Title:
PHASE SHEDDING CONVERTER WITH RIPPLE MINIMIZATION
Kind Code:
A1


Abstract:
In an information handling system, a multi-phase electrical converter includes an electrical input, an electrical output, a plurality of converter phases coupled with the electrical input and the electrical output, and a controller to ramp operation of one or more of the converter phases as a load demand adjusts. In an embodiment the converter may be a multi-phase buck converter having a high side switch, a low side switch, and an inductor. In an embodiment, the controller may ramp operation of the converter phases by adjusting a duty cycle of the high side switch. In an embodiment, the controller may adjust a phase angle of one or more of the converter phases, wherein the adjustment may be relative to the ramping operation of the one or more of the converter phases.



Inventors:
Mcdonald, Brent A. (Round Rock, TX, US)
Richards III, George G. (Round Rock, TX, US)
Application Number:
11/953985
Publication Date:
06/11/2009
Filing Date:
12/11/2007
Assignee:
DELL PRODUCTS L.P. (Round Rock, TX, US)
Primary Class:
International Classes:
G05F1/00
View Patent Images:
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Primary Examiner:
MEHARI, YEMANE
Attorney, Agent or Firm:
HAYNES AND BOONE, LLP (IP Section 2323 Victory Avenue Suite 700, Dallas, TX, 75219, US)
Claims:
1. A multi-phase electrical converter comprising: an electrical input; an electrical output; a converter having a plurality of converter phases coupled with the electrical input and the electrical output; and a controller to ramp operation of one or more of the converter phases as a load demand adjusts, whereby one phase being shed has a reduced duty cycle simultaneously with the other phases being offset.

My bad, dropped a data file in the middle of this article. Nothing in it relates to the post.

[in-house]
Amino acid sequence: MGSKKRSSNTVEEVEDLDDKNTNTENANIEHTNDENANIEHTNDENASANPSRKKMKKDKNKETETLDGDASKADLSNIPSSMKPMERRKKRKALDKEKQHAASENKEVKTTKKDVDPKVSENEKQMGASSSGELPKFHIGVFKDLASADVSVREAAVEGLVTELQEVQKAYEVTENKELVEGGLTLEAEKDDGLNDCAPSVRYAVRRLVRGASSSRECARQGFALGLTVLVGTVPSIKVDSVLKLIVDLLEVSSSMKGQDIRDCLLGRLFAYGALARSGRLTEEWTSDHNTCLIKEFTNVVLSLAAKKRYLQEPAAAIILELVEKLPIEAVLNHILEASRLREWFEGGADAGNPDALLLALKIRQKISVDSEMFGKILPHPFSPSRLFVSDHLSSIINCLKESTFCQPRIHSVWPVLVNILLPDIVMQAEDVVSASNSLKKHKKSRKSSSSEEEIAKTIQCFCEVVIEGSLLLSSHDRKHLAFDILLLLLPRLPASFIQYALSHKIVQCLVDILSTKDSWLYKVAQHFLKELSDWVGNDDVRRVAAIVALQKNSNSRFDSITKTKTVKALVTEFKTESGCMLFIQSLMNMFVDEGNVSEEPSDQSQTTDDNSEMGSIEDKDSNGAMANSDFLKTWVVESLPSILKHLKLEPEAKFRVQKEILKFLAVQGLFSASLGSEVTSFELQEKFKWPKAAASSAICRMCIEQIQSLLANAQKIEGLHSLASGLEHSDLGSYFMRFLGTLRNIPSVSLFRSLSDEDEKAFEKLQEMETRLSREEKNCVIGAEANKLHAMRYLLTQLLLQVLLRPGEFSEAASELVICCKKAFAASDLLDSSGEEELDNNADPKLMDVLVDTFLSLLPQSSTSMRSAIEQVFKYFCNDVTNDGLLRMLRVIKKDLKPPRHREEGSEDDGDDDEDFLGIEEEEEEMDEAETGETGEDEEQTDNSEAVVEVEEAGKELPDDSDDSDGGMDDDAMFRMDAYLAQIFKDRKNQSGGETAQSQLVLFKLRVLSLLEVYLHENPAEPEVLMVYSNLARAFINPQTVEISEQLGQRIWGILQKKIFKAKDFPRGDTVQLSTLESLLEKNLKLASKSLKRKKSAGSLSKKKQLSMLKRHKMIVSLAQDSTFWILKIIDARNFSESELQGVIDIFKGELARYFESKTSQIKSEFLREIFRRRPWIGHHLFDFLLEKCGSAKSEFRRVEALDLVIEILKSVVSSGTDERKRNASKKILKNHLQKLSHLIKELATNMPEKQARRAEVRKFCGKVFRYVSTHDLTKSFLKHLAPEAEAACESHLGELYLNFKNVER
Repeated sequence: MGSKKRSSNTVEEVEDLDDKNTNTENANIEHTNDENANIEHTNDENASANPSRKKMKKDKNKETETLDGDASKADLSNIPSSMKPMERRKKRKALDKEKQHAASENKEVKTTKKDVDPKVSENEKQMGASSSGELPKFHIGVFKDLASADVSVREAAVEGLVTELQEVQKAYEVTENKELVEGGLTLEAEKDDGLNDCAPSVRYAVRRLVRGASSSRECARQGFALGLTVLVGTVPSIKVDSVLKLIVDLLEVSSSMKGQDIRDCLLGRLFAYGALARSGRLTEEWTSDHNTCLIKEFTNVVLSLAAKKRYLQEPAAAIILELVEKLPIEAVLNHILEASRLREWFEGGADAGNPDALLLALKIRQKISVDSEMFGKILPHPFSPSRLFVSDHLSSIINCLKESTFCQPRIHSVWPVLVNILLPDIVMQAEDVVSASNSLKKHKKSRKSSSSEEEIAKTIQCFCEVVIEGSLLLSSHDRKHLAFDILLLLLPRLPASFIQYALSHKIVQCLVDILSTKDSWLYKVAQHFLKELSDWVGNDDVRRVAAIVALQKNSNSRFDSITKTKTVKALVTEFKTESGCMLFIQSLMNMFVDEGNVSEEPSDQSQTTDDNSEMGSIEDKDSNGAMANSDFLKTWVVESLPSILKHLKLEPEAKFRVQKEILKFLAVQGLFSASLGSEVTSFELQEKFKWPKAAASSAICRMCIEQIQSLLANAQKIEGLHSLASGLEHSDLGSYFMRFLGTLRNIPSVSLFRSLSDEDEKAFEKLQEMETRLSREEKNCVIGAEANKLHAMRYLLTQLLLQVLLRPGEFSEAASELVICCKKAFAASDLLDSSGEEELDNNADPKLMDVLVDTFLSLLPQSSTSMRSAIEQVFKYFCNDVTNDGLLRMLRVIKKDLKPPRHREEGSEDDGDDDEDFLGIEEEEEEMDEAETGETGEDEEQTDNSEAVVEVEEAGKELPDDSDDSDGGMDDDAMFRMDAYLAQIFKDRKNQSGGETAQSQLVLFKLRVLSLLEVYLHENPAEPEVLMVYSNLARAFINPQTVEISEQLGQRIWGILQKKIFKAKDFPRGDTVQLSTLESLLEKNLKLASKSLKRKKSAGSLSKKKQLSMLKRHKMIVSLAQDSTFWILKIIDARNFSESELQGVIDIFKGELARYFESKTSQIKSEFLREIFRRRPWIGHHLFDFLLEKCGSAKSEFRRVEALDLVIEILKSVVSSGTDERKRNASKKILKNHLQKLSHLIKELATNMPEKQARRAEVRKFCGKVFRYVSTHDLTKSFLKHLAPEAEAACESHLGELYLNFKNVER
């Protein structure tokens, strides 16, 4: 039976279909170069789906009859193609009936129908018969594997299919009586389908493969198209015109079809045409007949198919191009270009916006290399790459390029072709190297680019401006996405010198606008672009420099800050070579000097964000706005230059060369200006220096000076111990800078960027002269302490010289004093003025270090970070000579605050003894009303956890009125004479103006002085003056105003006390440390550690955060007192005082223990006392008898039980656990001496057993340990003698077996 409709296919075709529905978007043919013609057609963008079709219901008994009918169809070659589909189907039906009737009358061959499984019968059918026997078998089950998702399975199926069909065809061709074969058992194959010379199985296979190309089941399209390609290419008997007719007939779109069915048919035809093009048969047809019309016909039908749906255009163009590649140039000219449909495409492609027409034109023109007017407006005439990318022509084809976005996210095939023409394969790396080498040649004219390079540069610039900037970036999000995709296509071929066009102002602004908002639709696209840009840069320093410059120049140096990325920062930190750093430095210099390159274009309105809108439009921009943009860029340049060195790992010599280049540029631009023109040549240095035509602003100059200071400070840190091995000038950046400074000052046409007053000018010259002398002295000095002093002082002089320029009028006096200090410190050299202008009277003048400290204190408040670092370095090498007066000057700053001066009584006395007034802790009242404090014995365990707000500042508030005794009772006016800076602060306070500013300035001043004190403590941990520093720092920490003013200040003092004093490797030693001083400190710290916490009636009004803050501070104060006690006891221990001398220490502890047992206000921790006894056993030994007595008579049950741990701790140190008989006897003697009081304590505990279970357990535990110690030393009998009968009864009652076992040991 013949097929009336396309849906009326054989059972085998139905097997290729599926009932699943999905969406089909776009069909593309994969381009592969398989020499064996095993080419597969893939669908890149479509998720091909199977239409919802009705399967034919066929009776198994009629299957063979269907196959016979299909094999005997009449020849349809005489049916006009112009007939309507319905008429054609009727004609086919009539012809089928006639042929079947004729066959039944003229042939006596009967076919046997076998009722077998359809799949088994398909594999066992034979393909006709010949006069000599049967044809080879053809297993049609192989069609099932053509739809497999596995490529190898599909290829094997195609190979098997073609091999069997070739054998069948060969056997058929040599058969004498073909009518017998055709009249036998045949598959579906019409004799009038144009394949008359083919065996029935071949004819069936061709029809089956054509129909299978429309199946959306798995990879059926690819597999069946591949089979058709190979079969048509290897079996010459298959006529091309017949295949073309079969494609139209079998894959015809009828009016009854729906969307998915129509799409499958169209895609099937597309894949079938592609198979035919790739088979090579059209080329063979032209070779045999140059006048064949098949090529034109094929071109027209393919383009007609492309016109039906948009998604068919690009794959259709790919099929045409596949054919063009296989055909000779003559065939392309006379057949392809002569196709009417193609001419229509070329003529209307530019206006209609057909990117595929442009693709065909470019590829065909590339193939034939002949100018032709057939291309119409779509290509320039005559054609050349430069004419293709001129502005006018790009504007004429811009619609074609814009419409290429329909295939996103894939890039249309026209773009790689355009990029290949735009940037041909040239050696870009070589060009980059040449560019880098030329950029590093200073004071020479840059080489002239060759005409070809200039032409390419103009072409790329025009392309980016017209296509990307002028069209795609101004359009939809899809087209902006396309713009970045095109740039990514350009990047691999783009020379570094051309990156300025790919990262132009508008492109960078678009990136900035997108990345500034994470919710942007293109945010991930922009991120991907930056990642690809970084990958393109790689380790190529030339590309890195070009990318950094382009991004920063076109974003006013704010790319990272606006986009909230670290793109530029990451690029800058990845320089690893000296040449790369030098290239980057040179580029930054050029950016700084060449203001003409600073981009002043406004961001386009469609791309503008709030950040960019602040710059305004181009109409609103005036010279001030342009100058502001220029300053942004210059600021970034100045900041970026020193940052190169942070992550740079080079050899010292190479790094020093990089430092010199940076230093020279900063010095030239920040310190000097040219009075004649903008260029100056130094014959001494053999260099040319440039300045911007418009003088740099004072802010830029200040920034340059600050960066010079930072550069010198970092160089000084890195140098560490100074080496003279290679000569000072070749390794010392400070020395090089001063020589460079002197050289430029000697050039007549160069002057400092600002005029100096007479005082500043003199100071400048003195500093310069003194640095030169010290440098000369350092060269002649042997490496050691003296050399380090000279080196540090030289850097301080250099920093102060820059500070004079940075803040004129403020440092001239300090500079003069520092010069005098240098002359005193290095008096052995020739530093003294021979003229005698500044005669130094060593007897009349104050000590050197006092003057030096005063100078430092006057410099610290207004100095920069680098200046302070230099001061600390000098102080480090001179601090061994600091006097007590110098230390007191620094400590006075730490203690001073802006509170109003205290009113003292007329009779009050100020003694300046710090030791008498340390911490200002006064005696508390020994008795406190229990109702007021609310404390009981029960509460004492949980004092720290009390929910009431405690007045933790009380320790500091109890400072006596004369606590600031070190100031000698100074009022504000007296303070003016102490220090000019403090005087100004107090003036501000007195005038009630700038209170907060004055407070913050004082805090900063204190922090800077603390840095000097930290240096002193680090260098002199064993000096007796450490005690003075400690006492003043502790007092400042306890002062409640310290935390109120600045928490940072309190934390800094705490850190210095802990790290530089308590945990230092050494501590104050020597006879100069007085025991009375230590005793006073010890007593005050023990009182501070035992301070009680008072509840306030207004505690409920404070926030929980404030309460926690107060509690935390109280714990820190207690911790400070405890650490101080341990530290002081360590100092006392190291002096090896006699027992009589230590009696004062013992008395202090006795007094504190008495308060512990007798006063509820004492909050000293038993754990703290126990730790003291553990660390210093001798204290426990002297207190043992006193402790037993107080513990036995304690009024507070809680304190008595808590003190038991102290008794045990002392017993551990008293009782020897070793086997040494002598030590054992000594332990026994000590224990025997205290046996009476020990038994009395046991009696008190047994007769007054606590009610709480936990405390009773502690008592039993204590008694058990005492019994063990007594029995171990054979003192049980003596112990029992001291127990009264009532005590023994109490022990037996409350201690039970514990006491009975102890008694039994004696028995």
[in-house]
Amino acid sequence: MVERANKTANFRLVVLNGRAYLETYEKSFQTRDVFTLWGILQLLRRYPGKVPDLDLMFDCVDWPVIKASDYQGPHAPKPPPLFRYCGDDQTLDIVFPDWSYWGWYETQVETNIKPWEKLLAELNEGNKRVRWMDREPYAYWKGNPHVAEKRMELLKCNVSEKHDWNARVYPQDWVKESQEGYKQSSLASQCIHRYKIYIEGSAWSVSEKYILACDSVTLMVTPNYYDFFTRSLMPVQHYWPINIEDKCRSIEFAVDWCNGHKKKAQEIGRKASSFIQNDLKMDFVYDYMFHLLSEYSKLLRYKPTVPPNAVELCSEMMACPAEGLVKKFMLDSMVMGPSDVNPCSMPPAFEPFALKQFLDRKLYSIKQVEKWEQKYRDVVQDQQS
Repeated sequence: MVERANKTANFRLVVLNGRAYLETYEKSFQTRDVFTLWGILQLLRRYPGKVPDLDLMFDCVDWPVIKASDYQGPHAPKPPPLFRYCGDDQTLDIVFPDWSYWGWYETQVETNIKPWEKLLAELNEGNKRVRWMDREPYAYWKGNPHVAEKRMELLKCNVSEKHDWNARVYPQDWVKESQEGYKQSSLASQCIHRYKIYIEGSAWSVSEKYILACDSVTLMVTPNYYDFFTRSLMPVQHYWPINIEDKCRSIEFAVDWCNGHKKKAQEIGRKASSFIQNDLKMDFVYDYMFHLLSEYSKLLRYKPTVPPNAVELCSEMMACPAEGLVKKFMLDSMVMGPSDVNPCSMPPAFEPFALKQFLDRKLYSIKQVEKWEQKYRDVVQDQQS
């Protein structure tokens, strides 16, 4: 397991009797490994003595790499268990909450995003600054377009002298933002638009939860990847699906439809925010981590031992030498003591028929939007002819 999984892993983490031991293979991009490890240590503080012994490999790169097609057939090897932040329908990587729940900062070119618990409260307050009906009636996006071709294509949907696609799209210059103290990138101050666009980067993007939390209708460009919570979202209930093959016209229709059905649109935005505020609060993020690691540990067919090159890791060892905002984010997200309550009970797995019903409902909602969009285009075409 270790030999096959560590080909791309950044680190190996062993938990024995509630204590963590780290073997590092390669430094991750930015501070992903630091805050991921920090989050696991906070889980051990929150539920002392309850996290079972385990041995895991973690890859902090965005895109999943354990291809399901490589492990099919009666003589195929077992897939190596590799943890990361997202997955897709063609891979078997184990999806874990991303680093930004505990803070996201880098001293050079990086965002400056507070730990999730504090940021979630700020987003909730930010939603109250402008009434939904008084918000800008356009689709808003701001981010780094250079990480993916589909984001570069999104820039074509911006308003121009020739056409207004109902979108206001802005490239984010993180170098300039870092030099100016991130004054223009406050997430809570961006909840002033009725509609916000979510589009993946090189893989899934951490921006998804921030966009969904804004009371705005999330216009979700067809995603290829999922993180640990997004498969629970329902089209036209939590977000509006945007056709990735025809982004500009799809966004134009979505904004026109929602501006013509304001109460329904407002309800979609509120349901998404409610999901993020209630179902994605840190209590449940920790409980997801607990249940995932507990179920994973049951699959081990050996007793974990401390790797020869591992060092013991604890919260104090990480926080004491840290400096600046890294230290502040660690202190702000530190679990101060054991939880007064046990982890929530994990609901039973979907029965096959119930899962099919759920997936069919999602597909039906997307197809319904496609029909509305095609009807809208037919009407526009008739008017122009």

2. The converter of claim 1, wherein the converter is a multi-phase buck converter operable to perform a soft start and a soft stop.

3. The converter of claim 2, wherein the converter phases further comprise: a high side switch, a low side switch and an inductor.

4. The converter of claim 3, wherein the controller ramps operation of the converter phases by adjusting a duty cycle of the high side switch and a minimum of two converter phases are operating.

5. The converter of claim 1, wherein the controller adjusts a phase angle of one or more of the converter phases.

6. The converter of claim 5, wherein the controller adjusts the phase angle of one or more of the converter phases relative to ramping operation of the one or more of the converter phases.

7. The converter of claim 1, further comprising: a capacitor coupled with the electrical output to reduce output ripple.

8. An information handling system (IHS) comprising: a processor; and a multi-phase electrical converter comprising: an electrical input; an electrical output; a converter having a plurality of converter phases coupled with the electrical input and the electrical output; and a controller to ramp operation of one or more of the converter phases as a load demand of the processor adjusts, whereby one phase being shed has a reduced duty cycle simultaneously with the other phases being offset.

9. The IHS of claim 8, wherein the converter is a multi-phase buck converter operable to perform a soft start and a soft stop.

10. The IHS of claim 9, wherein the converter phases further comprise: a high side switch, a low side switch and an inductor.

11. The IHS of claim 10, wherein the controller ramps operation of the converter phases by adjusting a duty cycle of the high side switch and a minimum of two converter phases are operating.